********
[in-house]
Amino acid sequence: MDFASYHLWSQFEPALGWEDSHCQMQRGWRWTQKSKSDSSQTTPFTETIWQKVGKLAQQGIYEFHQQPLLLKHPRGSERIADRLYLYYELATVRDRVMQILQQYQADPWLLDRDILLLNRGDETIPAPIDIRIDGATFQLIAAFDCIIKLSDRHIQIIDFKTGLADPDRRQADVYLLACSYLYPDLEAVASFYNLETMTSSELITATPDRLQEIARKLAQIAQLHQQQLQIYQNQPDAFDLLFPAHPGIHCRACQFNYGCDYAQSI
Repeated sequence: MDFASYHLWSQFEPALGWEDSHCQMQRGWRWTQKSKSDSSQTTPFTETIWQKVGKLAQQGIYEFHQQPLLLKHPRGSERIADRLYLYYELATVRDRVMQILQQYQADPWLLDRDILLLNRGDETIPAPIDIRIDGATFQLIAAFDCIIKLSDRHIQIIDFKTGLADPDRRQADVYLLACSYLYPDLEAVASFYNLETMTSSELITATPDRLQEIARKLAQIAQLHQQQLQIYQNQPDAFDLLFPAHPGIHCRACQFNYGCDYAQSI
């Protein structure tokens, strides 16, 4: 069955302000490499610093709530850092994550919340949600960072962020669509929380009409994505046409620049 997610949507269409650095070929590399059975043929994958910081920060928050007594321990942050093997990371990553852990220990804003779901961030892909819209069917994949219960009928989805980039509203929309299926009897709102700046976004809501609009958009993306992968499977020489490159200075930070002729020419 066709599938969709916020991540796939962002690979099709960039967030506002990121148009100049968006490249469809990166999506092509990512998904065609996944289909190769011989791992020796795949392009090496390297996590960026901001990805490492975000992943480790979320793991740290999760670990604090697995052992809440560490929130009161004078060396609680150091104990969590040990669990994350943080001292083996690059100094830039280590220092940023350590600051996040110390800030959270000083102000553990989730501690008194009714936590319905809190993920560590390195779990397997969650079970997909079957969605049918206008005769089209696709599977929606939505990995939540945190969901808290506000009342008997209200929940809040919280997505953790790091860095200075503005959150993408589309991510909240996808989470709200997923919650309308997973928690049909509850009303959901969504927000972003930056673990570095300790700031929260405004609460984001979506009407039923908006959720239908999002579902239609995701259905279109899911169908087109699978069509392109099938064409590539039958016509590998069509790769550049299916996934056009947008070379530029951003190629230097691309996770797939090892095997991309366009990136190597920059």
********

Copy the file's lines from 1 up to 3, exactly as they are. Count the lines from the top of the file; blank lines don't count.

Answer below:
[in-house]
Amino acid sequence: MDFASYHLWSQFEPALGWEDSHCQMQRGWRWTQKSKSDSSQTTPFTETIWQKVGKLAQQGIYEFHQQPLLLKHPRGSERIADRLYLYYELATVRDRVMQILQQYQADPWLLDRDILLLNRGDETIPAPIDIRIDGATFQLIAAFDCIIKLSDRHIQIIDFKTGLADPDRRQADVYLLACSYLYPDLEAVASFYNLETMTSSELITATPDRLQEIARKLAQIAQLHQQQLQIYQNQPDAFDLLFPAHPGIHCRACQFNYGCDYAQSI
Repeated sequence: MDFASYHLWSQFEPALGWEDSHCQMQRGWRWTQKSKSDSSQTTPFTETIWQKVGKLAQQGIYEFHQQPLLLKHPRGSERIADRLYLYYELATVRDRVMQILQQYQADPWLLDRDILLLNRGDETIPAPIDIRIDGATFQLIAAFDCIIKLSDRHIQIIDFKTGLADPDRRQADVYLLACSYLYPDLEAVASFYNLETMTSSELITATPDRLQEIARKLAQIAQLHQQQLQIYQNQPDAFDLLFPAHPGIHCRACQFNYGCDYAQSI